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What You Need to Know Before Adopting an Older Dog

Newer doesn't always mean better.

Adopting an older dog may be a decision based on you oryour family's lifestyle. In fact, many senior citizens opt forthis choice because a new, hyperactive and untrained puppymay be too much excitement and work to handle.

Sometimes, an older dog has its advantages. It may be moresettled, already house trained, leash trained, and maybeeven spayed or neutered.

With this important decision, however, there are some vitalpoints that you should keep in mind. When adopting anolder dog, there is a lot to consider, no matter where you getyour dog from- a kennel, a rescue center or a friend.

The first thing to research beforehand is the dog's history.Find out if the dog was a stray or where he was found. Beinga stray isn't necessarily bad, but it may mean that you haveto do some training. And, don't believe the myth thatteaching an old dog a new trick is impossible. An older dogmay be calmer, allowing you to concentrate your efforts onspecific training methods.

Obedience school may be an option. Some older dogs mayhave been kept outside, so you may have to train it for livingindoors, or vice versa. Although this will take time andenergy, eventually your dog, no matter its age, will learn. Atfirst, out of nervous habit, the dog might use the bathroomanywhere- especially if you are gone. Give the dog time toget used to his new home? it's a big change for him too. Beoptimistic. He'll adjust. Overall, training a puppy is harderas they are distracted more easily.

During the initial background check, find out if the dog wasabused. Just because the dog is shy in a cage or shelter,doesn't mean he was abused or will act shy once he is withyou. If the dog was abused, however, he may be overlyaggressive towards you or your children. Ask how the dogreacts to the human contact he receives presently. If it's afriend's or family member's dog, all of this may be a loteasier to find out.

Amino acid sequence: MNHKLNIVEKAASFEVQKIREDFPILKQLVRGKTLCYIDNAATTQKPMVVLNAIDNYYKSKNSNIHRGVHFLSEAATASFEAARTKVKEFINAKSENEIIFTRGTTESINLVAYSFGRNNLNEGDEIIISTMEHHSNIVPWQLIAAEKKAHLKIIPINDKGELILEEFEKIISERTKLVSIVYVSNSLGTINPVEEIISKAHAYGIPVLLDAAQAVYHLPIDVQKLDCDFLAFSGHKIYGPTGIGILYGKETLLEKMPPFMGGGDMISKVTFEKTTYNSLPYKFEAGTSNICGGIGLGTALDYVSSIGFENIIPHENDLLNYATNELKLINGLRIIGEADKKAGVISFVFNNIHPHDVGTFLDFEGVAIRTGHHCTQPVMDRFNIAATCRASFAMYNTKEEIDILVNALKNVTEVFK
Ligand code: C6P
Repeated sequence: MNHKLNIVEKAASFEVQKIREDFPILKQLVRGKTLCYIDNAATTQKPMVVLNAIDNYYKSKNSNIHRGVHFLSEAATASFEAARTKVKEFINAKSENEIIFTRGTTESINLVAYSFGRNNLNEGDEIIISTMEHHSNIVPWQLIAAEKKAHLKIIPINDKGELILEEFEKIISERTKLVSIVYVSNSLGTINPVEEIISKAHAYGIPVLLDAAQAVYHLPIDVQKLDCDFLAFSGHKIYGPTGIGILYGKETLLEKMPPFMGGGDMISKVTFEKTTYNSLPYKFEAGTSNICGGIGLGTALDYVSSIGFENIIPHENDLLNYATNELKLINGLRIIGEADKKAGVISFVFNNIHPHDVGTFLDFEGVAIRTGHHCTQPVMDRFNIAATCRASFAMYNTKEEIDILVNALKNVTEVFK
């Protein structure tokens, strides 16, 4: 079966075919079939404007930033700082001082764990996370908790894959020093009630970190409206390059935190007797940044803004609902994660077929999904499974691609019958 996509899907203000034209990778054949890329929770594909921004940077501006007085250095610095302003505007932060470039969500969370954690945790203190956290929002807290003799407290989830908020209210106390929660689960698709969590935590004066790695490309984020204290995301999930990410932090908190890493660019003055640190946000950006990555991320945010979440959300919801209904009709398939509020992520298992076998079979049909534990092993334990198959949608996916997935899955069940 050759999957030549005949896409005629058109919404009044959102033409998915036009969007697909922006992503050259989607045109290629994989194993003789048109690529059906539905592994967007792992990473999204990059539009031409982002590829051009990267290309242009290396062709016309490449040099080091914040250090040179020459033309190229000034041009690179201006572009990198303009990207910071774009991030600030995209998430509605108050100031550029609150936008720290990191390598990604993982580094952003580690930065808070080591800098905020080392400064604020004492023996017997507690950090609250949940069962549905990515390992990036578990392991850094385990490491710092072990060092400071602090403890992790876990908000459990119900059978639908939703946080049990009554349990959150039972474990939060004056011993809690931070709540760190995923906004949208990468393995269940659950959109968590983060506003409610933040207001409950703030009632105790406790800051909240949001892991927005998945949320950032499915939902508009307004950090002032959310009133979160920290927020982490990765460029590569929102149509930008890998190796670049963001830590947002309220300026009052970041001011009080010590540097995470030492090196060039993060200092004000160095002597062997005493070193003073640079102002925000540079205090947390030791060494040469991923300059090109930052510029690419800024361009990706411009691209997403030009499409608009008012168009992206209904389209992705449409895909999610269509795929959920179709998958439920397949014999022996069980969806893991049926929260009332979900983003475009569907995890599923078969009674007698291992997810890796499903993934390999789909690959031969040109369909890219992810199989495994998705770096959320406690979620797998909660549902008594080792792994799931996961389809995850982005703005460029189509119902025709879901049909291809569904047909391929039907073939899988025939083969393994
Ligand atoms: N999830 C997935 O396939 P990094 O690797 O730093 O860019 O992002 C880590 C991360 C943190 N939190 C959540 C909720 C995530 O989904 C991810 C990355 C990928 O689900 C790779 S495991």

Next, find out the reason why the older dog is now up foradoption. It makes a difference only if the dog has a violentbackground. It also makes a difference whether the violencewas rooted in the dog's situation (i.e. taunting, hurtfulchildren) or if the dog simply possesses an aggressivedominance over its environment. If you find that the dogwas aggressive towards its previous owner, and that itwasn't the dog's temperament, you will really have to thinkabout it.

If your dog is going to be around children, it's extremelyimportant that you know ahead of time how your doghandles these little people. Find out what you can from theprevious owner or care giver. Some dogs may have beenmistreated by children in the past. These dogs tend to beoverly aggressive towards children at first so please take thatinto consideration. Though it can generally be correctedover time and with proper training, your first responsibilityis to protect the child's safety.

Please remember that most dogs in shelters or rescue clinicsare there innocently. They could have been a product of adivorce, death, separated family, or a number of othercircumstances. Most of these dogs have no behavioralproblems and you will get along together great. The averageage of a dog that you'll find at an animal shelter is betweensix months and one year old, that being their time ofadolescence.

Finally, while most shelters ensure that their dogs are onehundred percent healthy, you will take your dog to the vet toget a check-up. This cost will likely be included in anyadoption fees you pay. Insist that you take the dog to yourpreferred vet, and that the shelter or clinic will pay. If thedog is not spayed or neutered, then the shelter canrecommend a vet and either fully reimburse the cost, or giveyou a coupon worth at least a fifty-percent reduction.

About the Author:
Tina Spriggs is an expert dog lover whose lifelong interest in canines provides the motivation for her site. To learn more about dogs or to find gifts and toys for them visit her site at Dog Gifts and Toys for Dog Lovers.

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